Brazil - Luna Kafé - Full Moon 16 - 02/11/98
LPC Music Inc.
I am convinced that the only requirement one needs to play
Brazilian music and assure audiences that what they hear is authentic
is a Brazilian soul. Kimson Plaut's Ubatuba validates my
statement beyond any doubts. Ubatuba, which in Tupi-Guarani
means place of the canoes, is Kimson's soulful reflection of the 11
years he spent in Brazil (Ubatuba is a city in the state of
São Paulo). He composed eight of the nine tracks in this
release, and his arrangements embrace what is most authoritative in
Brazilian instrumental traditions. Masterfully blending American jazz
with bossa nova, baião, choro, and samba, Kimson parallels his
artistic performances to those of other masters in Brazilian
instrumental music, such as Cesar Camargo Mariano and José
Roberto Bertrami (of Azymuth).
Lacraia(Centipede) is a most fitting overture. This song
showcases Vanderlei Pereira's drums and Café's percussion in
rare form. The horn section, composed by Steve Sacks, Rick Savage,
Aaron Heick, and David Sacks, has full dominance through most of this
song. When Romero Lubambo's acoustic guitar takes over, the mood
smoothly shifts into another direction. Swinging back and forth from
progressive jazz to samba, Kimson skillfully captures your attention
for the rest of the CD. Ubatuba itself is a more relaxed soft
samba clearly intended to convey a bossa-nova feeling. The
arrangement and Kimson's performance will most likely make you think
of some of Cesar Camargo Mariano's arrangements for the great Elis
Regina. With Mercado Modelo (Model Market), Kimson reminisces
of the time he spent in Recife. His accordion and Steve Sacks's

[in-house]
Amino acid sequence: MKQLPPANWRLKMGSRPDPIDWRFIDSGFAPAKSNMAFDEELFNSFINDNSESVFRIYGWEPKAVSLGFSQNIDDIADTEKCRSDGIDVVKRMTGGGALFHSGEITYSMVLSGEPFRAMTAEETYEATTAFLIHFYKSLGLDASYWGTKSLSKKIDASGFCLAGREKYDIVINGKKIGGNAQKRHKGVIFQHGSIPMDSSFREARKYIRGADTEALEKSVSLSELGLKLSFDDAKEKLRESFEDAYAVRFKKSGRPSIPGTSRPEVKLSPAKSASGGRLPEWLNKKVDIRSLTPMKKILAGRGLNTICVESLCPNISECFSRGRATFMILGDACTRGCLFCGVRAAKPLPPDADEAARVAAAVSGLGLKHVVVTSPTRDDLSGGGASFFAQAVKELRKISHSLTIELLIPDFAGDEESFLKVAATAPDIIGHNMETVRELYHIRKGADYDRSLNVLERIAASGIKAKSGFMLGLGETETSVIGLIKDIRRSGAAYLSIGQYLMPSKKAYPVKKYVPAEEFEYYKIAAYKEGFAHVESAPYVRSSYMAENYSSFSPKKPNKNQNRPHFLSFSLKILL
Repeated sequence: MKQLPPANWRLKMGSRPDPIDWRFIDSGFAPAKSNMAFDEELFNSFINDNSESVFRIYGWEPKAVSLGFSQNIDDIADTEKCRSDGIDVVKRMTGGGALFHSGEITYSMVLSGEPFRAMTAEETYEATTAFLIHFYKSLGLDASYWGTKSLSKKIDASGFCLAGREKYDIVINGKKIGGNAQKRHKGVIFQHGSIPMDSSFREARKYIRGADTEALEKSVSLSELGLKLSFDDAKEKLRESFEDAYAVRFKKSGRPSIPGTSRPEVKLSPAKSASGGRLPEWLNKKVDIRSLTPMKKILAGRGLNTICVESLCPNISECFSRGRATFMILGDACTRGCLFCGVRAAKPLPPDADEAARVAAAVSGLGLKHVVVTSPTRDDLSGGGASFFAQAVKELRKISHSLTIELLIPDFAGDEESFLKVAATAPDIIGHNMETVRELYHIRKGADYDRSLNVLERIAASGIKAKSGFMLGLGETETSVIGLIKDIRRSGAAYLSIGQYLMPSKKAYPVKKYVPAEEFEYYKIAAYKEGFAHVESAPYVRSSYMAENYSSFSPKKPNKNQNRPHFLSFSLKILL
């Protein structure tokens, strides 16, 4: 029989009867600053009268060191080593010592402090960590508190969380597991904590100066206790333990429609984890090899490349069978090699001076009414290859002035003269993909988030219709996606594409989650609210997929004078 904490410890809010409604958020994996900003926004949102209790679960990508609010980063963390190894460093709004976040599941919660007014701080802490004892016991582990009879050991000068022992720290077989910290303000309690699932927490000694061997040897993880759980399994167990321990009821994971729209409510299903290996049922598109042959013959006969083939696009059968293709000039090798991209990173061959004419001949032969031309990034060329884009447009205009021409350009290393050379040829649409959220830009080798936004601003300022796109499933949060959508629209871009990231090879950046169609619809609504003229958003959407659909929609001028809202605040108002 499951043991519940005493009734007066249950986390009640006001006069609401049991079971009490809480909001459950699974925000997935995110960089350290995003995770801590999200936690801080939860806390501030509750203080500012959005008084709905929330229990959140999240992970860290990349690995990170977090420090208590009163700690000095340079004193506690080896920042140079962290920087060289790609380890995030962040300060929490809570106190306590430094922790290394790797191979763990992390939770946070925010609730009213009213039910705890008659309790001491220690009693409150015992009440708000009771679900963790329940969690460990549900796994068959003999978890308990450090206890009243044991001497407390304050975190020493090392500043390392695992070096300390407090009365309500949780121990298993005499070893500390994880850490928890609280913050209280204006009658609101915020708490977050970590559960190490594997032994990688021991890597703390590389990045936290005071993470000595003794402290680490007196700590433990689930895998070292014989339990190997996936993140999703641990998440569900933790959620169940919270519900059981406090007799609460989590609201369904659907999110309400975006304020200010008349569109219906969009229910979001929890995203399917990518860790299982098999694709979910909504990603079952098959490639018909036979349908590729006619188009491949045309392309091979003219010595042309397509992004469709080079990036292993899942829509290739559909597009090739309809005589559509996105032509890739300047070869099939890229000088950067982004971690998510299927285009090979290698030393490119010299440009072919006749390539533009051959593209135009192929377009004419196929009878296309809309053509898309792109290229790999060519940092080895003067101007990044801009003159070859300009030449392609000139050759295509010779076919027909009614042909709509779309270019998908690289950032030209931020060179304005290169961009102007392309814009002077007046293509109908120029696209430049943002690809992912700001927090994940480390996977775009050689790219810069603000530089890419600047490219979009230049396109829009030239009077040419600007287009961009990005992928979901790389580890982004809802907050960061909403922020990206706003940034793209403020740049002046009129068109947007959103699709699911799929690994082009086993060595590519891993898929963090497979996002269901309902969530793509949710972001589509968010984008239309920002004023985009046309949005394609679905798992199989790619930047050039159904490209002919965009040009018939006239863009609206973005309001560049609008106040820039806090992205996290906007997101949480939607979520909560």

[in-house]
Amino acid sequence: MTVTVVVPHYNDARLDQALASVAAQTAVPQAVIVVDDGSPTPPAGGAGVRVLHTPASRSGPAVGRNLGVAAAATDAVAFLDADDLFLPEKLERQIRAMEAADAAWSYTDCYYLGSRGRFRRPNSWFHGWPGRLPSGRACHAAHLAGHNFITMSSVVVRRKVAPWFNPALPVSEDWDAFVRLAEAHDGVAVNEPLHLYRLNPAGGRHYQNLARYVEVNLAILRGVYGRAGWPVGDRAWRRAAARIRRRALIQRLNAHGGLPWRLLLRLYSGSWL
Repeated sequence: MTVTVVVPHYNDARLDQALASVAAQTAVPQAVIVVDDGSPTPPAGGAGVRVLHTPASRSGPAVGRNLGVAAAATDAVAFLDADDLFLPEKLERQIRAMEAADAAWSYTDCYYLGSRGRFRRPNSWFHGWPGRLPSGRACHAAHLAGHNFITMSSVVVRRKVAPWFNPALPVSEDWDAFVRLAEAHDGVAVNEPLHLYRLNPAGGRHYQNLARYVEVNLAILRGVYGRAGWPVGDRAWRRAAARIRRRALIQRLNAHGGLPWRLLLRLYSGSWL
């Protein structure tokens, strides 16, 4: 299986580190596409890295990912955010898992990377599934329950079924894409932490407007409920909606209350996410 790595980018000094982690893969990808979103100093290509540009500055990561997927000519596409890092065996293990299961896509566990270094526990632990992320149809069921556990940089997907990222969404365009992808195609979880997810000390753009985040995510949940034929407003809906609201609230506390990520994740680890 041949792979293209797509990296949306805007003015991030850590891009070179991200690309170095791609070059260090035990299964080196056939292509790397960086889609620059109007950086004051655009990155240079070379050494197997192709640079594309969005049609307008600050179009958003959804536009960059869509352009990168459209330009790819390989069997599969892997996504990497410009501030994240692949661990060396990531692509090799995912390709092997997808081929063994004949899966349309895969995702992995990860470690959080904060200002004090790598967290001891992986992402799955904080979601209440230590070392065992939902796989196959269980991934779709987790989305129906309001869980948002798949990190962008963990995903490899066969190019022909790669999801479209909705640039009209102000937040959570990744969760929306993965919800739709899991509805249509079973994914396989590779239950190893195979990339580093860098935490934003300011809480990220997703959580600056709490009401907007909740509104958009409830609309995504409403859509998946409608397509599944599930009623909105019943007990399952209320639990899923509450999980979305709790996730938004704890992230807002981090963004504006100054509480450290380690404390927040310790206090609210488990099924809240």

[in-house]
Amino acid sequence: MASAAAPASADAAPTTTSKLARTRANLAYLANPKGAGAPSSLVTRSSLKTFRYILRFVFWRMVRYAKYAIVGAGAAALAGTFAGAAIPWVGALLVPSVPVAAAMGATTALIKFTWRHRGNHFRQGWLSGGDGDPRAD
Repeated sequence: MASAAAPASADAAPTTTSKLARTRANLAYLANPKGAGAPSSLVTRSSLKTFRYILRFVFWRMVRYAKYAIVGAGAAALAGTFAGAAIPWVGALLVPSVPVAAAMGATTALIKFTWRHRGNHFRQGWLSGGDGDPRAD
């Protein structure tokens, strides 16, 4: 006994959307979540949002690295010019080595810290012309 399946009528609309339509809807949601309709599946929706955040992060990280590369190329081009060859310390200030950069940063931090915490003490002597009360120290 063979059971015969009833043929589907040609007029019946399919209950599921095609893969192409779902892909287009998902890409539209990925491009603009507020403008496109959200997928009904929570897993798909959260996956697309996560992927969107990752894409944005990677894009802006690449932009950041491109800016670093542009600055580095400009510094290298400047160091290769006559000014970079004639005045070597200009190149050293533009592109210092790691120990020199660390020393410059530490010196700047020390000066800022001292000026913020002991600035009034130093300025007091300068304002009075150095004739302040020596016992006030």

flutes transport you to any city market in northeast Brazil. Paquito
D'Rivera's clarinet solo enriches Rice & Beans, a
samba-choro like the ones we are used to hearing from Pixinguinha.
Kimson, like in Luiz Simas's New Chorinhos from Brazil,
carries forward a Brazilian musical legacy. Once again, the rich
imagery Kimson attains with his music is highlighted as his fingers
glide on the ivory in Camburí. Like a gentle breeze,
Camburí harmonizes nature and music. This constant
balance is the focus in Ubatuba. Even when Kimson chooses the
Brazilian Lady of Jazz, Leny Andrade, to join in the only vocal
number in this majestic release, his choice could not have been any
better. Considerando (Considering), by Edu Lobo and Capinam,
is one of those songs that will haunt you forever. Leny's smoky voice
and Kimson's crystal piano blend in a most perfect combination.
Ubatuba is a rare paragon in Brazilian instrumental music.
The evocative images and Kimson's stirringly heartfelt performances
are a consummate portrait of the Brazilian soul.
If Ubatuba is not distributed where you live, please
contact Kimson Plaut directly.
Copyright © 1998 Egídio Leitão